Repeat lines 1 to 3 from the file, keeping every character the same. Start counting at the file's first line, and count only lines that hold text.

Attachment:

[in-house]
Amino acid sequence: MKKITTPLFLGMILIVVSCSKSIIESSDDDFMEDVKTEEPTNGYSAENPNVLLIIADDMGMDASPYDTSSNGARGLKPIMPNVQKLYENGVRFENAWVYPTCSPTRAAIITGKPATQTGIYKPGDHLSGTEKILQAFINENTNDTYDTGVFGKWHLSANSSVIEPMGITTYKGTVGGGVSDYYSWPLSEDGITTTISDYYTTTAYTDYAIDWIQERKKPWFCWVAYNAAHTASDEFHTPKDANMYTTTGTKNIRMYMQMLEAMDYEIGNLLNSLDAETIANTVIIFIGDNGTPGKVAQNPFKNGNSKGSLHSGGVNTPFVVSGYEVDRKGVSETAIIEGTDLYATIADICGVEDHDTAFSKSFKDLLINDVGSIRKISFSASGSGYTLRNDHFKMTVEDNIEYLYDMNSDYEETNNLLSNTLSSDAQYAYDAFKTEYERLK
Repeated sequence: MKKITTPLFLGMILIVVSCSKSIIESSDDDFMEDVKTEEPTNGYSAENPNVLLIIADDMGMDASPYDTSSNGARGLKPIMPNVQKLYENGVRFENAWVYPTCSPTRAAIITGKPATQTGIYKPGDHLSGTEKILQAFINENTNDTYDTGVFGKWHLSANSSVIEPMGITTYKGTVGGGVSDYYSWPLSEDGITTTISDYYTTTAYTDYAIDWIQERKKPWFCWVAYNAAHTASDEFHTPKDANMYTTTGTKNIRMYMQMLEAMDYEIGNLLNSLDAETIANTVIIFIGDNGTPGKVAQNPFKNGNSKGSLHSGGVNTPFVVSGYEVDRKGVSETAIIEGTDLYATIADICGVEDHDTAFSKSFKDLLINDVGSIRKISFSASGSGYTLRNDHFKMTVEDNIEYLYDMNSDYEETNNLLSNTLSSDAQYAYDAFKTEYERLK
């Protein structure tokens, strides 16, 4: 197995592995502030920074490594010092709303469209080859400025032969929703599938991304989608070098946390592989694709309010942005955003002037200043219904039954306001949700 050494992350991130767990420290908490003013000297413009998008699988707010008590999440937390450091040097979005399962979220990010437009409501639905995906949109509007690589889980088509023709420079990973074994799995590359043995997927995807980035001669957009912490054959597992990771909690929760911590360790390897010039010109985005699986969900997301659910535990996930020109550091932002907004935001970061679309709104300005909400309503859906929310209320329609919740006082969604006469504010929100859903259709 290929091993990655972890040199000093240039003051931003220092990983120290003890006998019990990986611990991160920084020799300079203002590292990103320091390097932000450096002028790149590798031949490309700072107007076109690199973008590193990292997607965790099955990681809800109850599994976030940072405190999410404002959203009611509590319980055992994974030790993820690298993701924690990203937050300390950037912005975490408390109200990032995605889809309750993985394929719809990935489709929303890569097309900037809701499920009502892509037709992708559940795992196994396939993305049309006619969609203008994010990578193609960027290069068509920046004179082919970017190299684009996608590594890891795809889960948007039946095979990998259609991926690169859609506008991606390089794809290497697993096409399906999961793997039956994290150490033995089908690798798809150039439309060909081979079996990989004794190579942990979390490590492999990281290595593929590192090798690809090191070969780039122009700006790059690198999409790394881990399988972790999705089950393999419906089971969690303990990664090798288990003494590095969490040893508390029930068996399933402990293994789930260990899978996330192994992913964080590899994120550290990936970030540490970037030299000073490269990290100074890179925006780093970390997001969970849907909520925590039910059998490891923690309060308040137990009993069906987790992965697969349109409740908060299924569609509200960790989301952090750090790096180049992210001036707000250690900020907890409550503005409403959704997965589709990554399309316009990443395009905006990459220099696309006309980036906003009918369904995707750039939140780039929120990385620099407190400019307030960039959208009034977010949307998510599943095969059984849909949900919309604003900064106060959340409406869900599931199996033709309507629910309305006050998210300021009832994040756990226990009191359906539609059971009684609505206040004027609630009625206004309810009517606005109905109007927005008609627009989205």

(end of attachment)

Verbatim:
[in-house]
Amino acid sequence: MKKITTPLFLGMILIVVSCSKSIIESSDDDFMEDVKTEEPTNGYSAENPNVLLIIADDMGMDASPYDTSSNGARGLKPIMPNVQKLYENGVRFENAWVYPTCSPTRAAIITGKPATQTGIYKPGDHLSGTEKILQAFINENTNDTYDTGVFGKWHLSANSSVIEPMGITTYKGTVGGGVSDYYSWPLSEDGITTTISDYYTTTAYTDYAIDWIQERKKPWFCWVAYNAAHTASDEFHTPKDANMYTTTGTKNIRMYMQMLEAMDYEIGNLLNSLDAETIANTVIIFIGDNGTPGKVAQNPFKNGNSKGSLHSGGVNTPFVVSGYEVDRKGVSETAIIEGTDLYATIADICGVEDHDTAFSKSFKDLLINDVGSIRKISFSASGSGYTLRNDHFKMTVEDNIEYLYDMNSDYEETNNLLSNTLSSDAQYAYDAFKTEYERLK
Repeated sequence: MKKITTPLFLGMILIVVSCSKSIIESSDDDFMEDVKTEEPTNGYSAENPNVLLIIADDMGMDASPYDTSSNGARGLKPIMPNVQKLYENGVRFENAWVYPTCSPTRAAIITGKPATQTGIYKPGDHLSGTEKILQAFINENTNDTYDTGVFGKWHLSANSSVIEPMGITTYKGTVGGGVSDYYSWPLSEDGITTTISDYYTTTAYTDYAIDWIQERKKPWFCWVAYNAAHTASDEFHTPKDANMYTTTGTKNIRMYMQMLEAMDYEIGNLLNSLDAETIANTVIIFIGDNGTPGKVAQNPFKNGNSKGSLHSGGVNTPFVVSGYEVDRKGVSETAIIEGTDLYATIADICGVEDHDTAFSKSFKDLLINDVGSIRKISFSASGSGYTLRNDHFKMTVEDNIEYLYDMNSDYEETNNLLSNTLSSDAQYAYDAFKTEYERLK